If you want a camera that is going to perform at the top, and you aren’t too worried about the price tag, then the Nikon D7100 is definitely your choice. It betters the Nikon D7000 almost across the board, perhaps not enough for a Nikon D7000 user to consider an upgrade, but certainly more than enough for other photographers. The superior autofocus, upgraded processor and improved video performance would be enough to put the Nikon D7100 ahead. But add in the bonuses like the addition of the 1.3x Crop Mode and you have a serious case for any photographer. This is especially true if you’re a high-speed action or zoom photographer, such as a sports or wildlife photographer, as these features really do vastly improve the already impressive Nikon D7100.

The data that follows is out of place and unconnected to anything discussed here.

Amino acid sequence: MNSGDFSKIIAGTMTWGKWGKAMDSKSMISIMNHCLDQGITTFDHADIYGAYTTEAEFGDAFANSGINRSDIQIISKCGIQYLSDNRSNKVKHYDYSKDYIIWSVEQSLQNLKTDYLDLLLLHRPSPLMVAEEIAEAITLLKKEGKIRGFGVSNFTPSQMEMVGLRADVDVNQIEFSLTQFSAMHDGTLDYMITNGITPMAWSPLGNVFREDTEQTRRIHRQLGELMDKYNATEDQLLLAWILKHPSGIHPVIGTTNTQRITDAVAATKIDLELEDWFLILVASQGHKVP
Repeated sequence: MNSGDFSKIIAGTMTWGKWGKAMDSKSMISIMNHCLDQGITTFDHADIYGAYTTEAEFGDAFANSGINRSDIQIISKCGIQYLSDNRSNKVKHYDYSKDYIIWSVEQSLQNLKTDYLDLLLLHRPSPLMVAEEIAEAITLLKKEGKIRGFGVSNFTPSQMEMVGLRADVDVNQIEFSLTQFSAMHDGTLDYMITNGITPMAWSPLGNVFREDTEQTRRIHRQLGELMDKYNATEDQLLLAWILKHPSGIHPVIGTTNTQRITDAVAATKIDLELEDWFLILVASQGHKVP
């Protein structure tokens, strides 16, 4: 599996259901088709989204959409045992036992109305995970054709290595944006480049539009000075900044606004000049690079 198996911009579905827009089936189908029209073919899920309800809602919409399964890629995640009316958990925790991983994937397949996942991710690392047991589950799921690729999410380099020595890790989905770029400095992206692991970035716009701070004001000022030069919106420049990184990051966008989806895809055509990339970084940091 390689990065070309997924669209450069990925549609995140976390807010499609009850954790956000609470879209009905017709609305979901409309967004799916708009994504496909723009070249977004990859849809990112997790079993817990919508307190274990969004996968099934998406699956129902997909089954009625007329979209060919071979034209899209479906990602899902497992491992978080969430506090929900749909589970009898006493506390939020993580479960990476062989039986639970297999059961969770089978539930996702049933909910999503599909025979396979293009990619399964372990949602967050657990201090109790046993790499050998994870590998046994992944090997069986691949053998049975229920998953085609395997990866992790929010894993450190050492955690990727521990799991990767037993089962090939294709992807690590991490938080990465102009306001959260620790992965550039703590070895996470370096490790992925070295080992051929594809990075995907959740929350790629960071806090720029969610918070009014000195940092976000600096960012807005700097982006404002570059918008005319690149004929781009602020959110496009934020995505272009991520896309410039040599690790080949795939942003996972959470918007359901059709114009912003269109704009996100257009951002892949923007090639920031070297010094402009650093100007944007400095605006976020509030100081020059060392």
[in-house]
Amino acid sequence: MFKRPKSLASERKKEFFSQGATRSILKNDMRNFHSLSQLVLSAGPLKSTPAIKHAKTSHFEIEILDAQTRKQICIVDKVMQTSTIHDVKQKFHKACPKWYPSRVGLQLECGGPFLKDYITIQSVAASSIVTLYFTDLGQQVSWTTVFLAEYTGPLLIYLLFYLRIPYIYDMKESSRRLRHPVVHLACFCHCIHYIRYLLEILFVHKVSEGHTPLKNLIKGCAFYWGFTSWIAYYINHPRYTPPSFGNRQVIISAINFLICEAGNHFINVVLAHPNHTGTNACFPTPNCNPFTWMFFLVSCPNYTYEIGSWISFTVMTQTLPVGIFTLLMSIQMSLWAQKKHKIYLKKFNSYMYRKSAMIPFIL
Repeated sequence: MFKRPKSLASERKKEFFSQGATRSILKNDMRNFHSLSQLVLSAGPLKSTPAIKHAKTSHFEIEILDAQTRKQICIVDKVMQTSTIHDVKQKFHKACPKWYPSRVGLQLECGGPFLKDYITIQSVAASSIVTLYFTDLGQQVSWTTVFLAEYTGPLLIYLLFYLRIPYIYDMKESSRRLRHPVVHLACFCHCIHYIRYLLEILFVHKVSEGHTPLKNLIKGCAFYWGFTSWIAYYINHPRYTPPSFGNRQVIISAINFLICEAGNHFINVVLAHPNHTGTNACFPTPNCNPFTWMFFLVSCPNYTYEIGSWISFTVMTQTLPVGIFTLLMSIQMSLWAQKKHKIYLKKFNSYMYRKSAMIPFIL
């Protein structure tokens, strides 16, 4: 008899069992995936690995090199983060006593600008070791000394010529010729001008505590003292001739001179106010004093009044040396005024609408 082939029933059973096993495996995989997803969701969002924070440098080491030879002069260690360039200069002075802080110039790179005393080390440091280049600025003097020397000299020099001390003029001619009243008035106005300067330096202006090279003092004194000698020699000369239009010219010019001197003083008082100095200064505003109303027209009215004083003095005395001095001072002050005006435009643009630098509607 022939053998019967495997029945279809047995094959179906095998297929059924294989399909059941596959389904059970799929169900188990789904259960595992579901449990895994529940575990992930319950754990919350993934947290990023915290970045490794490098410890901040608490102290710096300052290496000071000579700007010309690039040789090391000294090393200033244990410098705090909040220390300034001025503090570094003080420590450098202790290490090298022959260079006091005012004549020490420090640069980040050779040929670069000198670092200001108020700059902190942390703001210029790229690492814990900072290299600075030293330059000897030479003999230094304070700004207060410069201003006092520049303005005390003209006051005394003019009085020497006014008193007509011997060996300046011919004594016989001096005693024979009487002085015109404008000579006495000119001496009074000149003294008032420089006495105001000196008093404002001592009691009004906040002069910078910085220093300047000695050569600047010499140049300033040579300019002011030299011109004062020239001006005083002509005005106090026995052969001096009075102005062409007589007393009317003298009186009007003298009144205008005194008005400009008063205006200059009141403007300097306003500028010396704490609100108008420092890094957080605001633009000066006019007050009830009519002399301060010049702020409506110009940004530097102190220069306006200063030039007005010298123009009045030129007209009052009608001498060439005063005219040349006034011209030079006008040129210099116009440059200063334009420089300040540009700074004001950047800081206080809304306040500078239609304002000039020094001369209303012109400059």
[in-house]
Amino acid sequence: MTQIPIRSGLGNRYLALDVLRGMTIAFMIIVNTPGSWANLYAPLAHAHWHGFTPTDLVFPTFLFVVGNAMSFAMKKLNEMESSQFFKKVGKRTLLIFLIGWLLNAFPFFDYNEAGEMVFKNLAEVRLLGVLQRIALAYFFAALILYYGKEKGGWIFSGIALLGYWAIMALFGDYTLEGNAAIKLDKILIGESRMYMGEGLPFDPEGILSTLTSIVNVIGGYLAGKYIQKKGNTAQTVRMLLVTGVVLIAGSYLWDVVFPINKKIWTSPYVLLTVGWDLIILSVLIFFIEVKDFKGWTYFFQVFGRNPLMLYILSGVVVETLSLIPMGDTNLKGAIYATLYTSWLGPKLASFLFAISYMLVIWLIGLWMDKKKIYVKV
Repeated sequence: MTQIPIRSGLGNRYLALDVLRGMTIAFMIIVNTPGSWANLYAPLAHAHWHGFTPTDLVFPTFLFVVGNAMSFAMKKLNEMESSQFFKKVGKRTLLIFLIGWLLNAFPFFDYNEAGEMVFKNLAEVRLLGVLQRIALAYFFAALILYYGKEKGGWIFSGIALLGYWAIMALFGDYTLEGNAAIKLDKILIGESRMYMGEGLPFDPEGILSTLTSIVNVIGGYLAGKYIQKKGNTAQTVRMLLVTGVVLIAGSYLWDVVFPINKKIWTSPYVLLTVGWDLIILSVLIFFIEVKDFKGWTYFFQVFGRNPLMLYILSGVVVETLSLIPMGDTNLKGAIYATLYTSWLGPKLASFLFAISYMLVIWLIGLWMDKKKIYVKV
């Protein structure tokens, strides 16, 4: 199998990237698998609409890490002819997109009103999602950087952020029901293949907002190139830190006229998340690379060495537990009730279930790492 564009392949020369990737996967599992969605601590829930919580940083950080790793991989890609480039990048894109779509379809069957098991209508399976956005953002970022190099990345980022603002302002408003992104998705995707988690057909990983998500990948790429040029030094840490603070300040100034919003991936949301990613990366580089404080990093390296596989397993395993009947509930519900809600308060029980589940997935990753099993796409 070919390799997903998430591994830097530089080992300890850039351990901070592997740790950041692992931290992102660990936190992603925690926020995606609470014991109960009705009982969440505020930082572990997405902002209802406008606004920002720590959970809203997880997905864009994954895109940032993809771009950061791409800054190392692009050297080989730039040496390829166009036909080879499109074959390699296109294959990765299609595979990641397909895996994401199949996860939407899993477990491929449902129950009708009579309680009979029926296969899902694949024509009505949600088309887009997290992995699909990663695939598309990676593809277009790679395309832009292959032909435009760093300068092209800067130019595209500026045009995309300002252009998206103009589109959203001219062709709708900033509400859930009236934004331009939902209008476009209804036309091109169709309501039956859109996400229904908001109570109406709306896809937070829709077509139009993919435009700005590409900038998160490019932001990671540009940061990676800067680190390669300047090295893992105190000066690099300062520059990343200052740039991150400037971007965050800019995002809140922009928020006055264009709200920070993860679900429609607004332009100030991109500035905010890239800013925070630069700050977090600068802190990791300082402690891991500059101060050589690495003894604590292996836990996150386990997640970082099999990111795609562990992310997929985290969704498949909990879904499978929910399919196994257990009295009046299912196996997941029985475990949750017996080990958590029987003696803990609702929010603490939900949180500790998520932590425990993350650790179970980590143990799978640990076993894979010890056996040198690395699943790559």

Ultimately, the choice between the Nikon D7000 and the Nikon D7100 is your own. Think about your individual needs as a photographer, and consider whether the added features of the Nikon D7100 really benefit you enough for the price hike.